There was sloppy police work to the extent that it was possible to accuse the LAPD of trying to frame OJ.  Given the notorious history of the LAPD, this especially resonated in the minority community, esp. since Rodney King had been 3 years prior.
      Mark Fuhrman was manna from Heaven for the defense.

      So far the sloppy police work here benefits George and no Fuhrman has emerged in this case.

      Taken in context, it seems the two cases are really not that similar, except both are ultimately racial in nature

      •  I haven't read Blow's column yet, but, (2+ / 0-)

        I watched the O.J. trial every single day. I broke my leg an couldn't negoiate crutches very well, so I was home almost every day.
        O.J. got a fair trial, because he was rich, and not precieved by society to be "too black". Even the jurors choosen were done fairly, with input from both sides. The point is not whether or not O.J. murdered those two people, it was "did the prosecution prove he did it beyond a reasonable doubt". I just heard last week some guy wrote a book saying O.J.'s son did it, so there is still some doubt lingering.
        Trayvon, is not getting justice, not yet anyway. He was shot down in cold blood, and in an effort to hide their incompetency or racism, the Stanford police department has seen fit to bash the victim, releasing information about Trayvon that has no relation to the night or reason he was killed. That is one of the problems with this whole thing, and you don't have to be black to recognize unfairness when you see it. There are lots of white folks who are pissed off about this too.

        •  OJ was also very adroit in his pivot (1+ / 0-)
          Recommended by:
          aliasalias

          after years of ignoring the African American community including his own first family, he embraced them during the trial and just as quickly dropped them following the trial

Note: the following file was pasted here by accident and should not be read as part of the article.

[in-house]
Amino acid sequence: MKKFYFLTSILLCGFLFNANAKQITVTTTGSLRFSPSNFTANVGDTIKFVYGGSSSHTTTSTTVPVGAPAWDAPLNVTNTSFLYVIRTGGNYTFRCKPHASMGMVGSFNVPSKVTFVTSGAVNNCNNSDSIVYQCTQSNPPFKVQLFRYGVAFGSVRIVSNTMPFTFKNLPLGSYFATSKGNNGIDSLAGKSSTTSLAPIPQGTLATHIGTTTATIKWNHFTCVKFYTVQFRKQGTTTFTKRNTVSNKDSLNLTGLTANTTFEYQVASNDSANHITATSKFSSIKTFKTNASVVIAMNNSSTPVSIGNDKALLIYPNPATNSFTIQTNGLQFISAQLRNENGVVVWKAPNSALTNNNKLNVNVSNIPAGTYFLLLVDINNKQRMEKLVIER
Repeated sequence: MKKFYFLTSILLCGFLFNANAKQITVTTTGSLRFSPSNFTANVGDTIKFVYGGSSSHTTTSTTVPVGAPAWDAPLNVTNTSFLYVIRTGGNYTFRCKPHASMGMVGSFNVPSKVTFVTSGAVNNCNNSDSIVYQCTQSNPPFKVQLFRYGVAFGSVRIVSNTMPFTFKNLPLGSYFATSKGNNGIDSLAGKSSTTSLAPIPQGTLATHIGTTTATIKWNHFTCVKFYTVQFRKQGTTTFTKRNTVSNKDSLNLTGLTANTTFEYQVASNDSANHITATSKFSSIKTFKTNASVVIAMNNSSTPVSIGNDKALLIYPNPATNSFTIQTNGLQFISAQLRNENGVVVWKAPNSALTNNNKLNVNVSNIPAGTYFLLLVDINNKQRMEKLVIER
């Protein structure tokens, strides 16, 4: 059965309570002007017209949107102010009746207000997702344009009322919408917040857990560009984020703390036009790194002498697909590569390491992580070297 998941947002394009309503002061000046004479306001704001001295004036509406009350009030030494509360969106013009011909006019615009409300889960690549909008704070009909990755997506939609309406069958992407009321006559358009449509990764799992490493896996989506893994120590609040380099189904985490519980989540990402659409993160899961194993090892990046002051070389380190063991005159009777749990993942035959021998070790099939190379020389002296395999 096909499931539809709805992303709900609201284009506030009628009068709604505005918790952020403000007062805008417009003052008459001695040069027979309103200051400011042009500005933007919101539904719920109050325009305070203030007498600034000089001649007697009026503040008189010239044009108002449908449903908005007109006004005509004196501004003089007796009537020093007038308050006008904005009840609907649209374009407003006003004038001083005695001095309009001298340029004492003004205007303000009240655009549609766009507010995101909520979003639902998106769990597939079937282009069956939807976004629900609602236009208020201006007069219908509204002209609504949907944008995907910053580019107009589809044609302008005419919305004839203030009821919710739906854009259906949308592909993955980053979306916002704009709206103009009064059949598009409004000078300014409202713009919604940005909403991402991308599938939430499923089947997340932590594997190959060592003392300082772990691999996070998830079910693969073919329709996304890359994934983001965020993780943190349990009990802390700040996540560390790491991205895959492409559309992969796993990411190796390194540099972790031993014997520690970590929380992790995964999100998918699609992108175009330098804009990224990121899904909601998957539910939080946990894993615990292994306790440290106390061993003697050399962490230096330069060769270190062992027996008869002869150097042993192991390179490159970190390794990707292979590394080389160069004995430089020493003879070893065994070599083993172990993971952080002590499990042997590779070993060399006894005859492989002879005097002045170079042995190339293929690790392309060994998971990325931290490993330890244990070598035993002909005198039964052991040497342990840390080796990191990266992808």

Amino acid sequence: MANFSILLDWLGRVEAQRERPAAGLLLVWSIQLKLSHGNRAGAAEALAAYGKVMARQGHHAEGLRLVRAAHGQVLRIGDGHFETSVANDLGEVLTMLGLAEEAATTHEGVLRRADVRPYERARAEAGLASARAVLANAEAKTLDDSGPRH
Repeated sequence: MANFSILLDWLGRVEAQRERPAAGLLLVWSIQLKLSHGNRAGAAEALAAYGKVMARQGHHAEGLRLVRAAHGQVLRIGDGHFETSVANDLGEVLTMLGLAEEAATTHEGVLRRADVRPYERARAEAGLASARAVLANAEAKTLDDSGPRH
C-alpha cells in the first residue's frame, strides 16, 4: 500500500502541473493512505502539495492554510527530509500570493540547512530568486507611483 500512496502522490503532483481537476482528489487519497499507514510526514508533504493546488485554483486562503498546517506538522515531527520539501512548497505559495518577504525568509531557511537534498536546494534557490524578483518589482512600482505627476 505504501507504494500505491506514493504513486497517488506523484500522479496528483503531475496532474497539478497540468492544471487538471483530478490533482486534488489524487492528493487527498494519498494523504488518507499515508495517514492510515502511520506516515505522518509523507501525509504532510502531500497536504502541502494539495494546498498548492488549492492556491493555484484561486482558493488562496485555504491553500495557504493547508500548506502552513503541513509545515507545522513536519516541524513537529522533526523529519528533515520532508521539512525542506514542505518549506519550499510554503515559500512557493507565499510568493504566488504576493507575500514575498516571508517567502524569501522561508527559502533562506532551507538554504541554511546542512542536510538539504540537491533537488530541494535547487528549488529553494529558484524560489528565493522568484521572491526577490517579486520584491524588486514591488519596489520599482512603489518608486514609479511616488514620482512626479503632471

•  This is true, but I think part of the reason the (0+ / 0-)

            jury found O.J. not guilty was in part because of race. For years and you can even see it today with the Trayvon Martin case, African Americans were never given the "benefit of the doubt". I don't think they found him not guilty because he was African American, but because they were African American, and know everyone deserves the "benefit of the doubt." No one can deny there was room for reasonable doubt with O.J., missing blood, confusion over all the DNA evidence, the prosecution not really going after him for spousal abuse, and then the glove not fitting. Most folks felt he did it, based on their own common sense, but the prosecution failed to prove it beyond a reasonable doubt. I think Marcia Clark tried, but she was not in control of the situation, there was too much input from Garcetti. Truth be told, he lost that case for the state. I think he put his political ambitions ahead of seeking justice.
            There was so much evidence of domestic violence and the cycle of abuse, had they concentrated on that, rather than the DNA, I think there would be less doubt in the minds of the jurors. I think Marcia Clark wanted to do just that, but a higher power said, no, use the DNA.

  •  It's the Revenge for OJ as I've Been Pointing Out (0+ / 0-)

    for quite a while here.

    They're poisoning the jury pool so that if a case ever does come to trial, they will acquit.

    We are called to speak for the weak, for the voiceless, for victims of our nation and for those it calls enemy.... --ML King "Beyond Vietnam"

    by Gooserock on Sat Apr 07, 2012 at 05:38:40 AM PDT

    •  poisoning the jury pool??? (4+ / 0-)

      It's already poisoned.  It just depends which well you want to drink out of.

      "By your late thirties the ground has begun to grow hard. It grows harder and harder until the day that it admits you.” Thomas McGuane, Nobody's Angel